By Nicole Halavi
Tesla has recently issued a recall for nearly 144,000 vehicles in the U.S. and Canada. The recall is meant to address touchscreen failures in 2012-2018 Model S and 2016-2018 Model X vehicles.
Back in June 2020, the National Highway Traffic Safety Administration (NHTSA) opened an investigation into touchscreen failures in 2012-2015 Model S vehicles. In compliance with the investigation, the automaker supplied documentation including touchscreen complaints, repair invoices, and information about eMMC flash memory devices used for the media control units. However, in November 2020, NHTSA upgraded the touchscreen investigation to include 2012-2018 Model S and 2016-2018 Model X vehicles.
NHTSA determined that the touchscreen failures posed a great safety risk because all the features were lost when the screens went black, including the rearview cameras and controls for the wipers, defrosters and hearing and cooling systems. Ultimately, the greatest concern is the lifespan of the touchscreen components as customers complain about losing touchscreen access when the vehicles are less than 4 years old.
The automaker claimed that the above models are equipped with NVIDIA Tegra 3 processors and integrated 8GB eMMC NAND flash memory devices, but these components will wear out based on the number of program/erase cycles. Notably, the automaker stopped using this processor in March 2018 and instead started using the Intel Apollo Lake processor with a 64GB Micron eMMC. Safety regulators learns about almost 8,000 touchscreen warranty claims, almost 5,000 non-warranty touchscreen claims, and nearly 2,400 complaints about touchscreen failures.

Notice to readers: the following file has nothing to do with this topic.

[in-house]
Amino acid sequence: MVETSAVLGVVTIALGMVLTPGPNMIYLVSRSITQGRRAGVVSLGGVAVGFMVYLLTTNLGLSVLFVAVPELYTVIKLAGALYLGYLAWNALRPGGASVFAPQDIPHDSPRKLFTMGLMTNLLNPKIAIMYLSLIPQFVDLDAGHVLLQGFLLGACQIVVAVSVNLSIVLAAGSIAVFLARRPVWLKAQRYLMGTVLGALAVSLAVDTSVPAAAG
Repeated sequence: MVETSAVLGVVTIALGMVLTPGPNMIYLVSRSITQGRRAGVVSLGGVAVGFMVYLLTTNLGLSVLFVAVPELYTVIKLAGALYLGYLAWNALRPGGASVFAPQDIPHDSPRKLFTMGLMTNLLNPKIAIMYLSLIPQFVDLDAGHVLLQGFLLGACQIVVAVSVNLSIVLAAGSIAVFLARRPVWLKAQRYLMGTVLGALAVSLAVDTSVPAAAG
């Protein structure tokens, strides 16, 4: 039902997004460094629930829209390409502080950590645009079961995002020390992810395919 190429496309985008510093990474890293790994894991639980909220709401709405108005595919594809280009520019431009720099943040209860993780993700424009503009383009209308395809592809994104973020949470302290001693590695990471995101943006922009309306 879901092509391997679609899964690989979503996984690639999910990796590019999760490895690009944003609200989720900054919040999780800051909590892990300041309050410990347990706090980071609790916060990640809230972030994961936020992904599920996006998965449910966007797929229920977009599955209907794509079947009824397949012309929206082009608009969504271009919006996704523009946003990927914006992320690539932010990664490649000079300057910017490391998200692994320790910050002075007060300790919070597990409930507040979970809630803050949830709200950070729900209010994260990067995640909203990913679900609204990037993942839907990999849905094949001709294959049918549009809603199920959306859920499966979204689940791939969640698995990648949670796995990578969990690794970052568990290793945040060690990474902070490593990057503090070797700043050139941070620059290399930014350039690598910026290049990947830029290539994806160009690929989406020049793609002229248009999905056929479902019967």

Tesla also argues that the eMMC wear condition constitutes neither a defect nor presents an unreasonable risk to safety. The automaker also released several updates to ensure the controls for the exterior lights and chimes will continue to function if the eMMC fails. Tesla claims that it is not aware of any crashes, injuries, or deaths caused by touchscreen failures because drivers are still able to use the mirrors, look over their shoulders, use the turn signals and manually clear the windshields.
Affected customers should keep an eye out for the Tesla touchscreen recall expected to begin March 30, 2021.
What Can I Do if I’m Driving a Tesla with a Defective Touchscreen?
If you are driving a Tesla that is exhibiting any of the issues discussed above concerning the touchscreen system, California’s lemon laws are here to protect you and prevent any further complications. The attorneys at CCA are very knowledgeable about the issues associated with faulty touchscreens and will work with you to fight back against the automaker.
Please do not hesitate to call CCA today for a free consultation: (833) LEMON-FIRM. We’ll get you the compensation you deserve – and at no cost to you!